Insurance Brokers and the Medical Loss Ratio
In a close vote, the National Association of Insurance Commissioners (NAIC) recently adopted a resolution urging Congress and the Department of Health and Human Services (HHS) to exempt insurance broker and agent compensation from medical loss ratio (MLR) requirements or otherwise adjust the requirements to ease their effect. HHS last week released its final MLR rule, maintaining its original decision to count broker compensation as an administrative cost for insurers. H.R. 1206, a bill that would exempt broker commissions from the MLR calculation, is currently pending in the House.
The MLR provision of health reform requires insurers to use at least 80% of premium dollars (85% for large employer plans) on health care expenses and quality improvement (rather than overhead and profits). If an insurer doesn’t meet the requirements, it will have to pay rebates to consumers. Rebates based on 2011 experience will have to be paid by August 2012.
Brokers and agents – often referred to as insurance “producers” – not surprisingly are concerned that the MLR requirement will put pressure on insurers to cut back on administrative expenses, including sales commissions. Exempting broker commissions from the MLR calculation would mean that insurers could more easily meet the MLR thresholds without making changes to broker compensation. But that would also likely lead to higher premiums and smaller rebates for consumers.
To put all this into perspective, we analyzed 2010 insurer filings to NAIC (compiled by Mark Farrah Associates). On average, broker compensation accounted for 6% of insurance premiums in the individual market and 5% of premiums in the small group market. On a per person basis, this works out to an average of about $12 per month going to commissions in the individual market and $15 in the small group market. (Note that these amounts are averages. Not all insurance is sold through brokers, and commissions are generally higher for an initial sale than for a renewal.)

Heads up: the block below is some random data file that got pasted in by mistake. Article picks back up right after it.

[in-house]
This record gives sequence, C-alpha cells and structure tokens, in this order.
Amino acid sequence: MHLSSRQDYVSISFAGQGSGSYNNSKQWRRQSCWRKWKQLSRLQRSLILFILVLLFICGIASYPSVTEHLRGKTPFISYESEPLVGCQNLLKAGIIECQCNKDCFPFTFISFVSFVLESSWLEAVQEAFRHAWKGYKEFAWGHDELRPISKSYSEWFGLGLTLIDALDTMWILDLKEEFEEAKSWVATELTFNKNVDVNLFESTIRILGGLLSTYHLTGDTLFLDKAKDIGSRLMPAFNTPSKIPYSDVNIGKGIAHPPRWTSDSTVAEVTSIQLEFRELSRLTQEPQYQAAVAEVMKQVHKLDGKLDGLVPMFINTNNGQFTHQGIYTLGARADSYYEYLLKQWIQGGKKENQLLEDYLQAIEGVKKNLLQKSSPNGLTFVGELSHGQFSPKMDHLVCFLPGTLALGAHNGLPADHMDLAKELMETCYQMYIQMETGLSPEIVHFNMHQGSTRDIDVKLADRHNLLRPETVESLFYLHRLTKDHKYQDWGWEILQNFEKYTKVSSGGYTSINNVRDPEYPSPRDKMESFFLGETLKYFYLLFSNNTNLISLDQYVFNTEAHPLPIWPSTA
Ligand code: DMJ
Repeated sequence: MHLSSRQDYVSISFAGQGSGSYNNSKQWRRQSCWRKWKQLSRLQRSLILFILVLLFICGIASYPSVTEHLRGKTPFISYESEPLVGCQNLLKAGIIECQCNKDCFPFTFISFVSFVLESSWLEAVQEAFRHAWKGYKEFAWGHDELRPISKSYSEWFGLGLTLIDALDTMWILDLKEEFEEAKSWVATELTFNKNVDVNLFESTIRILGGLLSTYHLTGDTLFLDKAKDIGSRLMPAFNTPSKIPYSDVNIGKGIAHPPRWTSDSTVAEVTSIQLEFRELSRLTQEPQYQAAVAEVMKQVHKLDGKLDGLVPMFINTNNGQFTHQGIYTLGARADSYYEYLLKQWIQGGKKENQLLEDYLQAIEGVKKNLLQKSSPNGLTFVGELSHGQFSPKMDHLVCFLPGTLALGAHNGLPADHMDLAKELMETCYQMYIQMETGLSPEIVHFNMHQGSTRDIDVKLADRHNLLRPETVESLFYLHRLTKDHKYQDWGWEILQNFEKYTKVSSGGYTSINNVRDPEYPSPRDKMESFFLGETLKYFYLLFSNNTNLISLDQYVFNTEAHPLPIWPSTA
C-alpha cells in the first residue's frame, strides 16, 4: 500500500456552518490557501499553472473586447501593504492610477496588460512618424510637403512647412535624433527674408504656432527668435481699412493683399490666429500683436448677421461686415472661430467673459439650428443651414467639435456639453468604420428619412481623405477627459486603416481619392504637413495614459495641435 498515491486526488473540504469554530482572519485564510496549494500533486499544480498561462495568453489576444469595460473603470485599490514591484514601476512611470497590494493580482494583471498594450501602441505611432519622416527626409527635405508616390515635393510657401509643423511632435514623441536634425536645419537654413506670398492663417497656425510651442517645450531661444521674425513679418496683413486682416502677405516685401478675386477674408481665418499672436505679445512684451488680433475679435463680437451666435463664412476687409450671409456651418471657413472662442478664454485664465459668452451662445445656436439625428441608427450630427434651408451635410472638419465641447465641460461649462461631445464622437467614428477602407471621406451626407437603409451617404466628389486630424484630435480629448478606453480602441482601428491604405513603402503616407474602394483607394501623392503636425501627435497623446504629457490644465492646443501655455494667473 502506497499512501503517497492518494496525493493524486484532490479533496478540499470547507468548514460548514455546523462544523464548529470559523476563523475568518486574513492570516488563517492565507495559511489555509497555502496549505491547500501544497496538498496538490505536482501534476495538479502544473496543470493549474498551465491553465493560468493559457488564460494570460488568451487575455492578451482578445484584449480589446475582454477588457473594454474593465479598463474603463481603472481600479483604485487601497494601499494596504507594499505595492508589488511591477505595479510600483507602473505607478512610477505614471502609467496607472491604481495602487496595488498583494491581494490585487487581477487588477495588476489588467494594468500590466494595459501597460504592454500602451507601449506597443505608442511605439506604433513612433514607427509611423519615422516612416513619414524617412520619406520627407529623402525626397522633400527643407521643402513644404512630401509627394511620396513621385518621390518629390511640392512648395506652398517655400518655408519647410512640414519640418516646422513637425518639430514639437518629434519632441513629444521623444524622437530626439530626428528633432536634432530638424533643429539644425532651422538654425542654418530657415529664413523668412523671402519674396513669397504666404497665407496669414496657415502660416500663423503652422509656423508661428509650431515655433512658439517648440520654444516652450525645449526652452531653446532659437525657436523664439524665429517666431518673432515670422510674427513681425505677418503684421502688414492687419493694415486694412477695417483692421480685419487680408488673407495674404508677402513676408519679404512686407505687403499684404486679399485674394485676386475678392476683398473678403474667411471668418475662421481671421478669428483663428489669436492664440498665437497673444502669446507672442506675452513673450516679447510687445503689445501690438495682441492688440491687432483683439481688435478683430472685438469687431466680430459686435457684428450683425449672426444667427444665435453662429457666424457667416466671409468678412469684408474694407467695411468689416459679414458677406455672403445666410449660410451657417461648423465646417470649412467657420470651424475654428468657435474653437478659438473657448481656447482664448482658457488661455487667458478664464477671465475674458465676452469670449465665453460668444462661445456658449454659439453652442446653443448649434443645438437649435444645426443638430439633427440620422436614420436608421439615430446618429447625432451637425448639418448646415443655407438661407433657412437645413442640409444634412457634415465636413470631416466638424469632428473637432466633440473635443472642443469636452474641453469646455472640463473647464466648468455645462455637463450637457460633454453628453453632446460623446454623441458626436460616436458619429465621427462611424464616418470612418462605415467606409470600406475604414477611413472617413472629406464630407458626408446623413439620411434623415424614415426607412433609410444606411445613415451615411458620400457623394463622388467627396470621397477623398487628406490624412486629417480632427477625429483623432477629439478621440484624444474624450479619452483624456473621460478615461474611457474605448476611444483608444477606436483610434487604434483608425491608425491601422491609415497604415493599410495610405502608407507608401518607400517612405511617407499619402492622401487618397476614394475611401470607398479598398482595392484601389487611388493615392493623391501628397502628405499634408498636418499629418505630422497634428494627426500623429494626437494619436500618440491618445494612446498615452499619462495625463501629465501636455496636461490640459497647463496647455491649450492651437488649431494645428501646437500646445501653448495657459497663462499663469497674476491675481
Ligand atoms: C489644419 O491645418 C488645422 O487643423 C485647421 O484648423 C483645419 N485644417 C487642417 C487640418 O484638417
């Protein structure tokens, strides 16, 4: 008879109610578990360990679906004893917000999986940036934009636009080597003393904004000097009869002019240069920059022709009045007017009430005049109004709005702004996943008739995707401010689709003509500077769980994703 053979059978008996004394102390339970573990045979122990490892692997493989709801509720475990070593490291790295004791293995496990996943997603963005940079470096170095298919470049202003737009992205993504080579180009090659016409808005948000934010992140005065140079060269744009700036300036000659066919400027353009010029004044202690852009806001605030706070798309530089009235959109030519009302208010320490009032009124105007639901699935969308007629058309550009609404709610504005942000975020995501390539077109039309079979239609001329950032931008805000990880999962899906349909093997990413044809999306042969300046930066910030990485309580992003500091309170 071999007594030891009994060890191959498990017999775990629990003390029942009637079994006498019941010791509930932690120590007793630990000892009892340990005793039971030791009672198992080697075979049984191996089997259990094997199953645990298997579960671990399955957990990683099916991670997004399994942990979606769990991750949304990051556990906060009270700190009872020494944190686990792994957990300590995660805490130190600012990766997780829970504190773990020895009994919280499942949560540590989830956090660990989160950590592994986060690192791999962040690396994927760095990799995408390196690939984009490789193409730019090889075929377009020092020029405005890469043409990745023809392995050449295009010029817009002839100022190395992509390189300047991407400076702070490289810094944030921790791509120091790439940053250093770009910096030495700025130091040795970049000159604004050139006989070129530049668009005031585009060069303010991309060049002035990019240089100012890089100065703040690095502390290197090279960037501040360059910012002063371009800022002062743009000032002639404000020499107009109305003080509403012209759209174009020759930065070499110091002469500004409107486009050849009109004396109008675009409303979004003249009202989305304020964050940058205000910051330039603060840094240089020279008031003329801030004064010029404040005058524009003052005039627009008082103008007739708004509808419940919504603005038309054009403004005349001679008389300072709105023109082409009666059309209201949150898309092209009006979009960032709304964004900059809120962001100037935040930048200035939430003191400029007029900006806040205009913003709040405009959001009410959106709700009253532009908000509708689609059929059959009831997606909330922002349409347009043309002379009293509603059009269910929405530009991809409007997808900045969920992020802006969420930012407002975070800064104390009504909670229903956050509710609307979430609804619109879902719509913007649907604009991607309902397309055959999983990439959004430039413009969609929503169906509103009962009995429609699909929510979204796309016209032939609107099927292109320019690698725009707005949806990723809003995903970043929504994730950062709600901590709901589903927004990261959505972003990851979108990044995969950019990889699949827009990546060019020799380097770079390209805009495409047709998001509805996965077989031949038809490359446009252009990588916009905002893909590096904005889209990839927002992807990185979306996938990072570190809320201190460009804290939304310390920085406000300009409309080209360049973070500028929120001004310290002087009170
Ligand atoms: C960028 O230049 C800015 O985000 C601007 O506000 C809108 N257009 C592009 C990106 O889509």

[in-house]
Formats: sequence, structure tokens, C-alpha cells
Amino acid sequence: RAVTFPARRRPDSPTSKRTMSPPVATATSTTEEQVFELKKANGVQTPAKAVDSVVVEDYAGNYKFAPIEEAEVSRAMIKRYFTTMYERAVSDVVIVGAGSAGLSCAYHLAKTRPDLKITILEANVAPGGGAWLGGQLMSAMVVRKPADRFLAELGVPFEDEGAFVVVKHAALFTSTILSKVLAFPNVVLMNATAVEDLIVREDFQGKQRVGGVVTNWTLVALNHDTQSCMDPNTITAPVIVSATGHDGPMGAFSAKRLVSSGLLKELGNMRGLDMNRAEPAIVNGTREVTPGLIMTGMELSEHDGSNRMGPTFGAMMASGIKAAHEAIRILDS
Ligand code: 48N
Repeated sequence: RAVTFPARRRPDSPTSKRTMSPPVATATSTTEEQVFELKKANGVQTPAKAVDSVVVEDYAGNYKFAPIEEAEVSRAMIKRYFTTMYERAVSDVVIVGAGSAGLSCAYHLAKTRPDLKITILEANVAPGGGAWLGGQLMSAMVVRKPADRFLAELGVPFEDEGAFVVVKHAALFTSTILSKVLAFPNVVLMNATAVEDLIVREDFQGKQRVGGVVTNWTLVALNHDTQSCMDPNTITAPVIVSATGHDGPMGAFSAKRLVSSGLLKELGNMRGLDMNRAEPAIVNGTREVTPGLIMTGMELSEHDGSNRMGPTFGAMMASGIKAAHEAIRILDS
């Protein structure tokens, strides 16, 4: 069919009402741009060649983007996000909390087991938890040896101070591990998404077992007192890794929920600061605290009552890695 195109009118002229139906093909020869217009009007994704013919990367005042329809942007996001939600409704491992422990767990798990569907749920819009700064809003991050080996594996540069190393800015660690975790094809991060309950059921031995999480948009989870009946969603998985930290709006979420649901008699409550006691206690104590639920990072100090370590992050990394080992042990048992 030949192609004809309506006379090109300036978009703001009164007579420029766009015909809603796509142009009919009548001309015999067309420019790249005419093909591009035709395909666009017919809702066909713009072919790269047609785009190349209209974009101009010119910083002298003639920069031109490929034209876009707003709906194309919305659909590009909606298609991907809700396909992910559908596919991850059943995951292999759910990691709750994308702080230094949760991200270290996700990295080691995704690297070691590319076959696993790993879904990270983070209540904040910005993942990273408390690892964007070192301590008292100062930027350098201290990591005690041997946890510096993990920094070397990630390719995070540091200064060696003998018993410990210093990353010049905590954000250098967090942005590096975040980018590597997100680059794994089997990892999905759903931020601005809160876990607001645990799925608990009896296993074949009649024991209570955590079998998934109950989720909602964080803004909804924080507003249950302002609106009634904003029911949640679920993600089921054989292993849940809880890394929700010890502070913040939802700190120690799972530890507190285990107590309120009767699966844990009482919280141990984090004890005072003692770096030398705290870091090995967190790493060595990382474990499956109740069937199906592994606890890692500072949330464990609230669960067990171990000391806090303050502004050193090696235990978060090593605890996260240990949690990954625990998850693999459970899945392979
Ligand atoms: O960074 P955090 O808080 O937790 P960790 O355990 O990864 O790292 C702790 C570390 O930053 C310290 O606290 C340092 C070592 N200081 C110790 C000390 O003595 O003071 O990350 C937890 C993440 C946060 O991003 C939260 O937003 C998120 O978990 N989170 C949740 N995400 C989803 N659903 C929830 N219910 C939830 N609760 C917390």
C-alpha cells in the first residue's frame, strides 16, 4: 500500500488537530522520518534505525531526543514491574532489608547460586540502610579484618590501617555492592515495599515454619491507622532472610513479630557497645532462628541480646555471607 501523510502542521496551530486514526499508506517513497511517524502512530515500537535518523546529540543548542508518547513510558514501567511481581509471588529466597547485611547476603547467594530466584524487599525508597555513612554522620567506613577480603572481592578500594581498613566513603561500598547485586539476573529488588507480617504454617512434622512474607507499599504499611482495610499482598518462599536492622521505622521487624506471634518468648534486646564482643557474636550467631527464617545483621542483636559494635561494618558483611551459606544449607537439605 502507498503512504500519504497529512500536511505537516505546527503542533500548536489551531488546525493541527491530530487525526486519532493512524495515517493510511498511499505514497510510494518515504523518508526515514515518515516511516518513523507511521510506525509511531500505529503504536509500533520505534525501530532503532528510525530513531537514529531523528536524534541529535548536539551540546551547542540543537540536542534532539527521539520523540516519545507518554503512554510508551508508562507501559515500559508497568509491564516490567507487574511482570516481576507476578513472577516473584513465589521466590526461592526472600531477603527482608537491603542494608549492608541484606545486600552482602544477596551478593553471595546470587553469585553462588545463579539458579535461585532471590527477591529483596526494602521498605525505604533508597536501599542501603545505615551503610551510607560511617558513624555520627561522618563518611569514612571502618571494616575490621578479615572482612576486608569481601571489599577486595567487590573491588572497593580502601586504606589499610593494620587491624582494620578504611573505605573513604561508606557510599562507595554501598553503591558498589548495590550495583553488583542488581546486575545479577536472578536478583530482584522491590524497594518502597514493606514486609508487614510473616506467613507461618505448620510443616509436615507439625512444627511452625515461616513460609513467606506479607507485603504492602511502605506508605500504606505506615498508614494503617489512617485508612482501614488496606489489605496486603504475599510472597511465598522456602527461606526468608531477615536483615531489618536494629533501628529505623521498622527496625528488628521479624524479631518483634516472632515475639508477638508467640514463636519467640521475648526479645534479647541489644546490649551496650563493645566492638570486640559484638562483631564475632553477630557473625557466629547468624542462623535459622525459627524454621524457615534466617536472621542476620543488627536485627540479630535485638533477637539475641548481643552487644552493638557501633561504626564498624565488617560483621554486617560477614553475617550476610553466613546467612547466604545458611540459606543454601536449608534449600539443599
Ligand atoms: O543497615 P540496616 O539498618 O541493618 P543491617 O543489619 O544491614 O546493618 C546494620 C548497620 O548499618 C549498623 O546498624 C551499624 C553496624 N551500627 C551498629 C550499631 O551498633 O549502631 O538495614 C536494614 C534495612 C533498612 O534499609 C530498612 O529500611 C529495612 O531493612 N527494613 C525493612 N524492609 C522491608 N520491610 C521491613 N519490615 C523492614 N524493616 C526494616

Interestingly, the amount insurers spend on brokers compensation varies quite a bit from state to state. In the individual market, commissions range from less than 1% of premiums on average in Hawaii and Vermont to nearly 10% of premiums in South Carolina and Delaware. In the small group market, broker compensation accounts for less than 1% of premiums in Alabama and North Dakota, compared to about 7% of premiums in Utah and California.
The state-by-state variation may be due to a variety of factors, including: How competitive the insurance market is, how insurance is sold in different states, how often individuals and consumers change insurance carriers, and the level of commissions paid by insurers. In some states, insurers rely more heavily on direct sales than commissions. Direct sales are also counted as administrative expenses under the MLR rule, but on average account for a much lower share of premium revenue than commissions (about 1% on average in both the small group and individual markets).
How much pressure the MLR requirement will put on broker commissions – or, how much exempting them would affect rebates to consumers – will vary from state to state, but also from insurer to insurer. Some plans appear to already be meeting the MLR thresholds, so exempting commissions in those cases would have little effect. But for the market overall, removing sales commissions from the equation would lead to smaller rebates for consumers and higher premiums over time.
—Cynthia Cox and Larry Levitt
also of interest
- A Comparison of the Availability and Cost of Coverage for Workers in Small Firms and Large Firms: Update from the 2015 Employer Health Benefits Survey
- State-by-State Effects of a Ruling for the Challengers in King v. Burwell
- The Next Big Health-Care Issue
- Beyond Rebates: How Much Are Consumers Saving from the ACA’s Medical Loss Ratio Provision?